Top 5 Shows To Get Woke To
by Pritha Mukherji
There are shows that make us laugh, and cry. But the shows we value the most are the ones that leave us at the edge of our seats. They not only leave behind a lasting impression but force us to think about we treat society and in turn how it treats us. Revealing some of the darkest secrets of politics and culture, these shows leave us in awe, and we can’t help but get woke to it. Here’s a list of Top 5 shows for you to get woke to:
#5 Criminal: United Kingdom
Bold, sleek and engaging, Criminal: United Kingdom is hands-down one of the most gripping shows on Netflix. Set within the walls of a police interrogation room, Criminal explores three narratives: - a doctor (played by Doctor Who star David Tennant) accused of sexually assaulting and murdering his step-daughter, an impulsive girl (played by Agent Carter star Hayley Atwell facing charges of poisoning her brother-in-law and a truck driver (played by Youssef Kerkour) transporting illegal immigrants within the country. With stellar performances by the cast including Lee Ingleby and Katherine Kelly, the riveting storylines break the illusionary “mirror” between “guilty and innocent”. With the breakdown of each of the accused, we see a different face of the society which moves us to the point that we are unable to decide whether to sympathize with them or loathe them.
#4 A User’s Guide to Cheating Death
There’s not a single person who would not want a long life -- but at what cost? To what extent can our newly found habits starve of death? Timothy Caulfield answers all these questions with this new documentary series. Available on Netflix, the show focuses on how life has transformed in the 21st Century with advanced technology, better medication, and how in a way we “cheat” death. An episode which intrigues me the most introduces the concept of “Body Hacking”, how we as humans have made technology a part of us and made ourselves “transhuman”. A brilliant commentary on the new-found habits we have adopted, the 45-minute episodes are crisp, informative, and force us to explore the smallest ways we use to keep death away and how unintentionally, it may bring the end closer to us.
#3 The Good Wife
Loosely inspired by the Eliot Spitzer and John Edwards scandals, The Good Wife, starring Julianna Marguiles, showcases the dark side of US politics and the everlasting existence of patriarchy. It follows the story of Alicia Florick, a woman who faces embarrassment as her husband gets arrested for sexual misconduct, and how she transitions from a supportive wife to a free-thinking woman. Throughout her story, we expose ourselves to the scandalous world of manipulation, corporate hierarchy and controversial legal battles. With each episode, we see Alicia’s rise and fall of the career ladder and how inadvertently she turns into her husband’s personality. From being showcased as the vulnerable, dutiful wife to being a stealthy predator as she steps into politics, Alicia’s journey compels us to reflect upon the current political scenario around us, and we are left shocked with the uncanny similarities as displayed in the series.
Jessica Pearson is back and how! As she moves on from being a highly reputed lawyer to making her mark in the dirty world of politics, she is quickly absorbed into a whirlwind of conspiracies, competitive employees, and above all, a perpetual conflict between what is morally correct and what is politically correct. Seeing Jessica in a vulnerable position like never before is both exciting and thrilling to see as hurdles through conflicts within her workspace and family. It may not be like its predecessor Suits, but the backdrop of Chicago politics, where backstabbing and power tactics are pretty standard, keeps you wanting to know the fate of Jessica. A dialogue which hit me the most was when the Mayor tells her “You know nothing, about politics”, she snaps back and says “Maybe, but I do know a lot about power”. It's sharp, gritty and dark, a show you would definitely not want to miss.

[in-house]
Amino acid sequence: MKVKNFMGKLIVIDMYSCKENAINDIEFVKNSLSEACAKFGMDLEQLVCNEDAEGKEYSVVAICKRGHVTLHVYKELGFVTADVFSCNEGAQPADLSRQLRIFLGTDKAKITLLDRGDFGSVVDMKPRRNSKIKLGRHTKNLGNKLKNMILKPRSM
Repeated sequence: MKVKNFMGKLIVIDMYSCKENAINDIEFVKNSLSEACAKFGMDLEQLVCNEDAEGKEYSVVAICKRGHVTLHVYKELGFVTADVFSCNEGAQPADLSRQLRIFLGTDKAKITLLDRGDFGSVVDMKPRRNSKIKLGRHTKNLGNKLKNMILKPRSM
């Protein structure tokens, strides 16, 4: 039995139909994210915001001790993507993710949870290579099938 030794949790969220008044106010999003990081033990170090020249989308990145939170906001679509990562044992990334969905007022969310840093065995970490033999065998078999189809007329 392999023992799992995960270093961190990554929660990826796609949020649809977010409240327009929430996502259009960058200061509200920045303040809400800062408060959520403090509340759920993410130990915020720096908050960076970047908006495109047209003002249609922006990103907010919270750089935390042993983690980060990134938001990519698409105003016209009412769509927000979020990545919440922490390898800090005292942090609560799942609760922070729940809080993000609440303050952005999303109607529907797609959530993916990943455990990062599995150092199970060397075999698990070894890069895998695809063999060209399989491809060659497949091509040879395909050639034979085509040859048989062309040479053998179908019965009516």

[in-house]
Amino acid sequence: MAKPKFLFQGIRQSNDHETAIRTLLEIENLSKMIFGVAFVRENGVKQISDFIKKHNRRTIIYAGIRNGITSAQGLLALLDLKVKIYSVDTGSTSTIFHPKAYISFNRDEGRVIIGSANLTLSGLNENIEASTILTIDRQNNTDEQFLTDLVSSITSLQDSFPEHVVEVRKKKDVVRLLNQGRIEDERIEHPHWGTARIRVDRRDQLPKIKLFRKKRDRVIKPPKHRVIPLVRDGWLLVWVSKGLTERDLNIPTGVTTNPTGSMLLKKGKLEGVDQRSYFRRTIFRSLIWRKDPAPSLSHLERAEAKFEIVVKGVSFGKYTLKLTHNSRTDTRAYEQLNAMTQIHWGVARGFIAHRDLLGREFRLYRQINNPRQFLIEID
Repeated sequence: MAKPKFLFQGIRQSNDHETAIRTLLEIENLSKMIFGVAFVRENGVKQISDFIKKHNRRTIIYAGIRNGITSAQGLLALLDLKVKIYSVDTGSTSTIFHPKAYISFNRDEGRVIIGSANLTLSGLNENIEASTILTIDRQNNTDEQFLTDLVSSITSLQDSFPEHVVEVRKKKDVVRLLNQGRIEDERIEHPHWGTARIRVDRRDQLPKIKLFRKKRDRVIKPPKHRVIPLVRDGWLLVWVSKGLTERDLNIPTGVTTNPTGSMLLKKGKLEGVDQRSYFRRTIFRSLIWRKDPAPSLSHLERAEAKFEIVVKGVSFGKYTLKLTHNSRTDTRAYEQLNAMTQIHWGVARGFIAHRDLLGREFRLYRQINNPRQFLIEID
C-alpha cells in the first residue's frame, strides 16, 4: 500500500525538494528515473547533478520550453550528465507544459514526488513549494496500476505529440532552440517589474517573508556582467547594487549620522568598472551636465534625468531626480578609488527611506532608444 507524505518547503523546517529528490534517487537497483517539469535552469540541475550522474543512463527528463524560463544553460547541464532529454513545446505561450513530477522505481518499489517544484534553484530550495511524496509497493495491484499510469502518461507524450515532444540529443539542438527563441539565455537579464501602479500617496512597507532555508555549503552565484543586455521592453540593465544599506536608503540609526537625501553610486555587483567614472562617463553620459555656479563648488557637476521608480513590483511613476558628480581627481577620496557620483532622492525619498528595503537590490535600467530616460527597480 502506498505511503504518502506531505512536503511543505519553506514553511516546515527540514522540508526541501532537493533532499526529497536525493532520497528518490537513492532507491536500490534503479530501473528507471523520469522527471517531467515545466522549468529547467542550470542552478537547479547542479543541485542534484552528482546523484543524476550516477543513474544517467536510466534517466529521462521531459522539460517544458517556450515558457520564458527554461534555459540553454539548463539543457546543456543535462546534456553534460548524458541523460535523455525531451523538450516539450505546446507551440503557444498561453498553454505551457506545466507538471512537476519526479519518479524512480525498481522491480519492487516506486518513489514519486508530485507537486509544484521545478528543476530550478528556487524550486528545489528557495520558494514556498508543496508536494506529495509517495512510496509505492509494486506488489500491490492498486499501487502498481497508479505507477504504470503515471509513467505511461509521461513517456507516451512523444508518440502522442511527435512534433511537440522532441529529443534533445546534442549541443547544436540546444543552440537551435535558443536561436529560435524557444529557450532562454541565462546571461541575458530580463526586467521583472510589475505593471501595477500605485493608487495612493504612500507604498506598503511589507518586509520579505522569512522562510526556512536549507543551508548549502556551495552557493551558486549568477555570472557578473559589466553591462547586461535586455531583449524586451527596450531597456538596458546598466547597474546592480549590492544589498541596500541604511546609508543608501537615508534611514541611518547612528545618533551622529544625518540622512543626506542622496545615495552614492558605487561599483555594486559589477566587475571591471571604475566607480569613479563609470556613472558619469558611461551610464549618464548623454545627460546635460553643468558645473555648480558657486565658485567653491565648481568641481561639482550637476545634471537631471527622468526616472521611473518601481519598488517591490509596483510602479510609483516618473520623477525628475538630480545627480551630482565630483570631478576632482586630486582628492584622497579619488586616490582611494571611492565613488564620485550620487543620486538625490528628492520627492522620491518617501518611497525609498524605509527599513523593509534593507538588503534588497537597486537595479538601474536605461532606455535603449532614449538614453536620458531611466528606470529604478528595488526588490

Before we move on to our number one pick, we’d like to give a special shoutout. This international show allows you to explore different societies and the troubles that they may face. It’s definitely something to get woke to.
Out of all the shows produced by Amazon Prime Video, the one which surprised me the most was Made In Heaven. Set in the diverse capital city of New Delhi, the show follows the journeys of two wedding planners Tara and Karan and how they struggle with societal norms to make their mark as individuals. While mostly focussing on the protagonists’ rise and fall, each episode focuses on subjects such as homosexuality, the dowry system, transitioning from a lower to a higher class of society etc. It is safe to say that the show is an eye-opener and hits us right in the core.
#1 House Of Cards
There is no denying the fact that when it comes to political dramas, the first name which comes up is House of Cards. With stellar performances by Robin Wright and Kevin Spacey, the story of Frank and Claire Underwood keeps us on the edge of the seat. With each episode, we can’t help but introspect into the current political scenario around us. In an atmosphere filled with manipulation, lust for power and where influence is all that matters, Kevin and Claire’s race to becoming the President of the United States eerily reminds us of the extent of destruction greed and passion for power can cause. The show created such an impact that even when Spacey’s character was written off the series post his sexual assault allegations, the series managed to garner rave reviews from critics and audiences, especially for Wright’s performance as the powerful yet vulnerable Claire as she ascends to become the 47th President of the United States. This series gave us characters which are undoubtedly hard to love, but even harder to hate.